…a Sketchbook Challenge, Art Journal Treasure Box Step-by-Step Tutorial! – Part 1
(Whew, that’s a mouthful!)
When presented with the topic of “Highly Prized” for the sketchbook challenge, I decided to take an unusual route. Instead of the obvious things we prize most in our lives like, family, friends, good health, home, good food, etc. I thought about how lucky I am to be able to create. To have at my disposal all the materials, tools, and supplies to play with as I sit down to create something. I love my paints and journals, and markers, and crayons, and stamps, and hammers and glass, and, and, and…you get what I mean. These play-things are my life-line sometimes. I can enter the studio in a miserable state, and after a brief time with a paintbrush, or my torch, or a crayon, I come out peaceful and renewed. So, I decided that my take on this prompt would be to create a treasure box for my “highly-prized” journaling and sketchbook paraphernalia. I will then use that surface the same way I would an art journal. And, I wanted to share the creation of this project so that others who wanted to, might make one for themselves.
Gather your materials:
I started with items I wanted to recycle.
I have been saving the wrappers from our Mandarin oranges. They are lovely thin tissue papers in green and white, already crinkled up and soft. Perfect for texturing a surface. If you don’t have these on hand, any tissue paper works or old dress patterns that need a new life are perfect too. Crunch them up and then smooth them out again to prepare them for this project. I seem to have a penchant for interesting containers, found especially at Christmas time, and I have often purchased a tin of cookies or chocolates more for the container than the goodies inside. Here’s an example I have saved away for later – a great little car tin. The cookies used to be a favorite of mine and now, sadly are a stinker. (Sorry Cadbury…your Fingers cookies just aren’t what they used to be – even my kids won’t eat them.) But the container….outstanding!
Also needed in this step: Matte Medium (or Mod Podge), white gesso, a large fairly stiff brush, masking tape.
I began by looking at how the container I chose goes together. Because I am using this plastic chocolate box that has a lip allowing the lid to slide on with a very tight fit, I wanted to make sure that I didn’t get anything on those surfaces where they will go together otherwise the lid would not go back on properly. On the lid, I just need to make sure that I don’t wrap the papers around to the inside. I can trim the papers afterward right at the edge. On the bottom, however, the lip is exposed and bound to get messed up if I don’t protect it. So, I carefully placed a strip of masking tape all around the edge lining it up exactly where the lip meets the outer edge of the box. See below:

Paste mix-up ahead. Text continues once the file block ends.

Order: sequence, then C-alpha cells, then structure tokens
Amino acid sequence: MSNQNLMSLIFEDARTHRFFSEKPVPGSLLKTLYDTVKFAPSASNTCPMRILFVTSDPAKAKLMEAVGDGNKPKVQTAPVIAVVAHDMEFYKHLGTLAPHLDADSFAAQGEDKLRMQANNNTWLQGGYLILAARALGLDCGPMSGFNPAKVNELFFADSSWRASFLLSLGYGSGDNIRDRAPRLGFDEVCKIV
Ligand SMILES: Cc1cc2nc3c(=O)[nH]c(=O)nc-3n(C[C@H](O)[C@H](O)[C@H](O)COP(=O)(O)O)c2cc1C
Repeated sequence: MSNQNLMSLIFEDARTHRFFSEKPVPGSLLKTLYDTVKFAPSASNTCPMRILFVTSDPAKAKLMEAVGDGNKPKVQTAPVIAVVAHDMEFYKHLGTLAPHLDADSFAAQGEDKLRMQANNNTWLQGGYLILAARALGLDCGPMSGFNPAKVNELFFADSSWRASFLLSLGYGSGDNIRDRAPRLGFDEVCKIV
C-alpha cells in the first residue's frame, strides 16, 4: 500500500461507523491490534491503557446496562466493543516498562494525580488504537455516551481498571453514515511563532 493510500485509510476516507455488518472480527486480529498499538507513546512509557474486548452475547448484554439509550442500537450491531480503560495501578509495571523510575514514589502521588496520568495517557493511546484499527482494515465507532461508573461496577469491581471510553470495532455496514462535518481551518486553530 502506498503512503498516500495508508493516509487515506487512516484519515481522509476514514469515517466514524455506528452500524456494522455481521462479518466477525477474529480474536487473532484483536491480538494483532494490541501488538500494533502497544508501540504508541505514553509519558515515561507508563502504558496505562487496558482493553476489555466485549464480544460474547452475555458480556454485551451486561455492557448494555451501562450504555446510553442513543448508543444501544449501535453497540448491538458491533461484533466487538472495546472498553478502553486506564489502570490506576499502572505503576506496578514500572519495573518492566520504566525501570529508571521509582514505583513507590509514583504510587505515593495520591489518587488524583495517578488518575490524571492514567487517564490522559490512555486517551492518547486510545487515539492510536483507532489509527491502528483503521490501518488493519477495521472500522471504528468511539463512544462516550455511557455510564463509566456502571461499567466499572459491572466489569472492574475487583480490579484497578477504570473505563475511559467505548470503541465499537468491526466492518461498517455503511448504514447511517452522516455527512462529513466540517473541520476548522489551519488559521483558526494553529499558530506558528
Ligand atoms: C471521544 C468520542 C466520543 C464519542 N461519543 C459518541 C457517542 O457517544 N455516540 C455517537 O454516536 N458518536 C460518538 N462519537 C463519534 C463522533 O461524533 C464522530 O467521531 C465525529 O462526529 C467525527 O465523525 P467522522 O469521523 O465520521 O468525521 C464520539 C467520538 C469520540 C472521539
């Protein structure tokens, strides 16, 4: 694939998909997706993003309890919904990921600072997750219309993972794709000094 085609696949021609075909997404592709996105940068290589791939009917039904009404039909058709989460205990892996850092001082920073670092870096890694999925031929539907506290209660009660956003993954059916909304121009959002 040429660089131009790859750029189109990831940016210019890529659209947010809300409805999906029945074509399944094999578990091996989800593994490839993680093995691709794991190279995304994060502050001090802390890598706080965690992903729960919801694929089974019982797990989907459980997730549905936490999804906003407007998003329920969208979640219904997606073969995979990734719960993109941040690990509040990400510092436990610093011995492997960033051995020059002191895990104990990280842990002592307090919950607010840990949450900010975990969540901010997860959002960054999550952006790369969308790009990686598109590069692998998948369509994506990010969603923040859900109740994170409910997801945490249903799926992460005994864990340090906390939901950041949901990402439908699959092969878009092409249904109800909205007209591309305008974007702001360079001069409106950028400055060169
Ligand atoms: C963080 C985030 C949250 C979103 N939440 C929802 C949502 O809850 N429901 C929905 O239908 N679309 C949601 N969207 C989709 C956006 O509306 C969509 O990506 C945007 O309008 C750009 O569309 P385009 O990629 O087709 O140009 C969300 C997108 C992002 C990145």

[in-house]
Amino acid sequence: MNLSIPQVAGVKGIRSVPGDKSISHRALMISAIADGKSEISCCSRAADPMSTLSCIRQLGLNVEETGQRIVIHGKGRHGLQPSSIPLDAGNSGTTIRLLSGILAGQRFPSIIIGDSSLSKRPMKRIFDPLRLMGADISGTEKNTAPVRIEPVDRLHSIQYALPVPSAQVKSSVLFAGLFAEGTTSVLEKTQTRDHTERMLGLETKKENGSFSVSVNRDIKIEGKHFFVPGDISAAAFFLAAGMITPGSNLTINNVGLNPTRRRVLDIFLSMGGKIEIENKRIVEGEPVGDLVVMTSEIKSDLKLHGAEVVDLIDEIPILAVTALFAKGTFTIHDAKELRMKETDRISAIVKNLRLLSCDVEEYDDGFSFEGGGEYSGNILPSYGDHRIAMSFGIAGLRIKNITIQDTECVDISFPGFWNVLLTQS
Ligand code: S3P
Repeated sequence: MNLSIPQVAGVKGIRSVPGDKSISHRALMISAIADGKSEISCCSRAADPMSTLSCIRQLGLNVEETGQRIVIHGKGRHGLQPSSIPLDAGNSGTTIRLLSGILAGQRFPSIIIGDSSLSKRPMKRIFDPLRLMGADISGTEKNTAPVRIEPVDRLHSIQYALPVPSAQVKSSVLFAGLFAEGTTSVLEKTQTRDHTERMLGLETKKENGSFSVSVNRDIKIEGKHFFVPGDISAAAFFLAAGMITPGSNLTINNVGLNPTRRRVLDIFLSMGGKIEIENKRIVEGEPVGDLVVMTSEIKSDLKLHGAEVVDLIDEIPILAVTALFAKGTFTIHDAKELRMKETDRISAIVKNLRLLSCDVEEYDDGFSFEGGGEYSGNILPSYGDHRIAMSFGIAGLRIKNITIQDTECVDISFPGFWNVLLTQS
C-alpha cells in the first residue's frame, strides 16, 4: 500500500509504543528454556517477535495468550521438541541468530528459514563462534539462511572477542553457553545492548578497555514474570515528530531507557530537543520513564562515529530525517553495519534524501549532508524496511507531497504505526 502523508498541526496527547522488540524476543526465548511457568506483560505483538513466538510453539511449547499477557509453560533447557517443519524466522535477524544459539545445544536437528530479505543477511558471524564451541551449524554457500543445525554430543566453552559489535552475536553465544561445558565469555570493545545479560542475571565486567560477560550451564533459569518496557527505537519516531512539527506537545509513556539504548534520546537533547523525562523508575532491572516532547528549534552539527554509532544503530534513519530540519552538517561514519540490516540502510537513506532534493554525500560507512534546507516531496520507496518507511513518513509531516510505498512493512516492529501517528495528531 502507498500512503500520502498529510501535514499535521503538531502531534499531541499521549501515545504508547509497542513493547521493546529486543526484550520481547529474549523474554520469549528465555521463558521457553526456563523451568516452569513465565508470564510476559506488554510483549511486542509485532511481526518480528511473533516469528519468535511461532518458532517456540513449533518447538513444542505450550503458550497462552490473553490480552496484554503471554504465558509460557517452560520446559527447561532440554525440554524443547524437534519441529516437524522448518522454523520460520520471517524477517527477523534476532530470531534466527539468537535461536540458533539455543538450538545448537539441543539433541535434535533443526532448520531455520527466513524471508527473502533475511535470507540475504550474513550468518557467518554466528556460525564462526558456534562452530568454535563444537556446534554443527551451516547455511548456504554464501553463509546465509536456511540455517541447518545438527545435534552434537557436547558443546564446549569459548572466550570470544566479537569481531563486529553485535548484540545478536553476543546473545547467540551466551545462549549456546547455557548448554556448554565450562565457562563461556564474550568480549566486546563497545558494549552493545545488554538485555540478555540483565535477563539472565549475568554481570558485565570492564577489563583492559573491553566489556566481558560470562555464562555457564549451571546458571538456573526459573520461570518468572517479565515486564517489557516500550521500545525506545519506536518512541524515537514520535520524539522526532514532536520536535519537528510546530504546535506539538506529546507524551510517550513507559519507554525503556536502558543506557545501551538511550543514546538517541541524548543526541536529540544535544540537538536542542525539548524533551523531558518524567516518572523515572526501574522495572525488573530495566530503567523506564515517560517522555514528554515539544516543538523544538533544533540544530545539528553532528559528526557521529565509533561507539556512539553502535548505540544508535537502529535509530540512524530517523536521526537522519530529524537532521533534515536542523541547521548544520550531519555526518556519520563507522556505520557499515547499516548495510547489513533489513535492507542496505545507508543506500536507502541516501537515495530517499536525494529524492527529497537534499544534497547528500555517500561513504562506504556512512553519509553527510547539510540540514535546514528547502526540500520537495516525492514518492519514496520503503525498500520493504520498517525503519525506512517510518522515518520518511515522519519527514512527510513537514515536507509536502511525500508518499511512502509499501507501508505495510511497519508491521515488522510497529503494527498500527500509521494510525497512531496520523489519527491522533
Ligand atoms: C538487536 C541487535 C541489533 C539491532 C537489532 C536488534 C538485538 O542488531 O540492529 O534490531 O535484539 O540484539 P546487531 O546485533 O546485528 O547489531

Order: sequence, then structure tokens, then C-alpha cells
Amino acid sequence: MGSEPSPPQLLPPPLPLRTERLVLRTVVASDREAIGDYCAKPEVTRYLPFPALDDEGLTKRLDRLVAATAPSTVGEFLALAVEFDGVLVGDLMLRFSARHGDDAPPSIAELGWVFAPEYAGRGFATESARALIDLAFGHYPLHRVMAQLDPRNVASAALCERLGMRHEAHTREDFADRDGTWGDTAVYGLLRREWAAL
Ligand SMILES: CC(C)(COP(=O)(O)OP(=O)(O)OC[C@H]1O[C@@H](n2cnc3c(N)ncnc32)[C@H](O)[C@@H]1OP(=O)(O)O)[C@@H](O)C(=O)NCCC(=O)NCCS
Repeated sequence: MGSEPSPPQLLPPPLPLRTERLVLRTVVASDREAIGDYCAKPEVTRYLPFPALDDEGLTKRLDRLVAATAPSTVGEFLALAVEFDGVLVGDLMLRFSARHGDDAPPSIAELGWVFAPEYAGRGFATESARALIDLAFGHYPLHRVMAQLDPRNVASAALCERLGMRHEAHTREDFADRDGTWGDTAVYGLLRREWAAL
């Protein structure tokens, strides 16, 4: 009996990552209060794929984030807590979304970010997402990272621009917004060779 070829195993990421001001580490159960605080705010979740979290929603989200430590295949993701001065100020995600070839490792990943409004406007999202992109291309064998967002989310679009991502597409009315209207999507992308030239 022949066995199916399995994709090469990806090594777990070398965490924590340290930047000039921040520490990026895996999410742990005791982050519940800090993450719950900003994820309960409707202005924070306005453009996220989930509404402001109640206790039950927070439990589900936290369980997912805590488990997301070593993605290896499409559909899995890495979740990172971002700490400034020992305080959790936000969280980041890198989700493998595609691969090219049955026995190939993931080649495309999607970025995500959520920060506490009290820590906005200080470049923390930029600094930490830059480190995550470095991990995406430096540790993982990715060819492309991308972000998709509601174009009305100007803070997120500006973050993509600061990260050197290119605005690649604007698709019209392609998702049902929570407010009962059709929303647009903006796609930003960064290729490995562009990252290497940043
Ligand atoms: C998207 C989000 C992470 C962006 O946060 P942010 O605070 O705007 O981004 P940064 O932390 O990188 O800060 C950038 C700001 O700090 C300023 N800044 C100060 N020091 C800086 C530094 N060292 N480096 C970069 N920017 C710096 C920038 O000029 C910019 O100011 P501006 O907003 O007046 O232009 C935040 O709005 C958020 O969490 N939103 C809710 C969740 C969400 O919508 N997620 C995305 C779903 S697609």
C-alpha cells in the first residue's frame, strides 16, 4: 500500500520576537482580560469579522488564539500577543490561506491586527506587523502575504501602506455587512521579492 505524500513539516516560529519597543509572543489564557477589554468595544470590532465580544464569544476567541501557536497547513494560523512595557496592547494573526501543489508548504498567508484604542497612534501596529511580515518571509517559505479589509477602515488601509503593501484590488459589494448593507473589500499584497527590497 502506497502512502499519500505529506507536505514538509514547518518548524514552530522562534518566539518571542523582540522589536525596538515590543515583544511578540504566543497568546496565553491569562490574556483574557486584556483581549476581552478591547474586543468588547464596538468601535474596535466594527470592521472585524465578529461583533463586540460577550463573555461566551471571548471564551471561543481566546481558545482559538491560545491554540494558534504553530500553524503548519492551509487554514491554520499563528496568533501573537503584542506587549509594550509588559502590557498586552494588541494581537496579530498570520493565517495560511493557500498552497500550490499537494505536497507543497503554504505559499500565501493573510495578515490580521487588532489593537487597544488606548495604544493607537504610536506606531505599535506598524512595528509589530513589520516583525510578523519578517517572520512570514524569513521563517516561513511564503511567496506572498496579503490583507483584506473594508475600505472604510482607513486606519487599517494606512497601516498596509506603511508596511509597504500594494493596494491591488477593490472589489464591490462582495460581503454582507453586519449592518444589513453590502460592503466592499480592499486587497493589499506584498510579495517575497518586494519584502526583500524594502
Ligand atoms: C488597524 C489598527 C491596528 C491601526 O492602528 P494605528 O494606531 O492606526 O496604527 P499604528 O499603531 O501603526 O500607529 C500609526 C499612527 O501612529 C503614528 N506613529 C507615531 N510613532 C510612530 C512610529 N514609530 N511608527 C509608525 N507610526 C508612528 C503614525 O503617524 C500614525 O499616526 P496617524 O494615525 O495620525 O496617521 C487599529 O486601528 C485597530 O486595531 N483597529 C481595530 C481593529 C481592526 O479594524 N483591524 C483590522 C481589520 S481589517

Note: Any box or tin will do. I just happen to like the size and shape of this box for using with pens, pencils and a small sketchbook. With any choice, just consider how the box lid will fit and be sure to keep the surfaces clean and free of material and paint so that the lid will still fit well when finished.
Coat the lid top and sides with a thin continuous layer of matte medium (or Mod Podge,) and while it is still wet, apply tissue papers quickly and randomly, coating with another layer of matte medium over top the papers to secure them down. Work out any air bubbles as you go. Don’t worry about the paper wrinkling up. In fact, the more wrinkled the better – this will give even more texture in the end. Allow the papers to stick over the edges (do not fold over). They will be trimmed after all painting is done.
Let both dry completely. If you are impatient, like I am sometimes, you can use a hair dryer to speed up the process. Or you can try relaxing with a cup of tea instead. (That reminder was for my benefit more than anything.)
Once dry, paint on one or two coats of gesso. This gives the subsequent paint layers a good surface to adhere to, and the white surface also helps to make the paint colors vivid and bright – something I love.
The finished box all textured and primed, ready for the paint layers next. (See Part 2)
If you just can’t get enough of this fun, you might find some other items to apply this treatment to. A couple of examples:
The cute little car tin mentioned above with tissue paper applied:
The car tin and a mirror with wooden frame I found at a dollar store – both textured and painted with gesso:
Next, all the color and more fun happens in Part 2!